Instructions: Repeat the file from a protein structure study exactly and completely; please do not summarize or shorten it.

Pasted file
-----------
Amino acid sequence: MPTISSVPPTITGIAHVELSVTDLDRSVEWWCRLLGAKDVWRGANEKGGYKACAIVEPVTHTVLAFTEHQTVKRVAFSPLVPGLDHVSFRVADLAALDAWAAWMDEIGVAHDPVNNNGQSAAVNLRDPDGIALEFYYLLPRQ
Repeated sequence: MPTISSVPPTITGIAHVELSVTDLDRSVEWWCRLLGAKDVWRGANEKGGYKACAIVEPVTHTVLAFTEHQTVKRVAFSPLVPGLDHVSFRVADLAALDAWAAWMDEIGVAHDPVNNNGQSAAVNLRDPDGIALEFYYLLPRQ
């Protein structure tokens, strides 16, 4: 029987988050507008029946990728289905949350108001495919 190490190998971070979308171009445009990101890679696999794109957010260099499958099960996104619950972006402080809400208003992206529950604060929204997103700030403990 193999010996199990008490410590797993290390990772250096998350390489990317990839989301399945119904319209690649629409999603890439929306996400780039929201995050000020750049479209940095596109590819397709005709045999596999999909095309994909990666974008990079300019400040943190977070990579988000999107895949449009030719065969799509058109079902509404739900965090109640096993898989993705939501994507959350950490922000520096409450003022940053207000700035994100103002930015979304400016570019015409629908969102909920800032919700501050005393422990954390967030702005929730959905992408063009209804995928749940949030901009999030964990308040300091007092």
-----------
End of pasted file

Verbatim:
Amino acid sequence: MPTISSVPPTITGIAHVELSVTDLDRSVEWWCRLLGAKDVWRGANEKGGYKACAIVEPVTHTVLAFTEHQTVKRVAFSPLVPGLDHVSFRVADLAALDAWAAWMDEIGVAHDPVNNNGQSAAVNLRDPDGIALEFYYLLPRQ
Repeated sequence: MPTISSVPPTITGIAHVELSVTDLDRSVEWWCRLLGAKDVWRGANEKGGYKACAIVEPVTHTVLAFTEHQTVKRVAFSPLVPGLDHVSFRVADLAALDAWAAWMDEIGVAHDPVNNNGQSAAVNLRDPDGIALEFYYLLPRQ
């Protein structure tokens, strides 16, 4: 029987988050507008029946990728289905949350108001495919 190490190998971070979308171009445009990101890679696999794109957010260099499958099960996104619950972006402080809400208003992206529950604060929204997103700030403990 193999010996199990008490410590797993290390990772250096998350390489990317990839989301399945119904319209690649629409999603890439929306996400780039929201995050000020750049479209940095596109590819397709005709045999596999999909095309994909990666974008990079300019400040943190977070990579988000999107895949449009030719065969799509058109079902509404739900965090109640096993898989993705939501994507959350950490922000520096409450003022940053207000700035994100103002930015979304400016570019015409629908969102909920800032919700501050005393422990954390967030702005929730959905992408063009209804995928749940949030901009999030964990308040300091007092």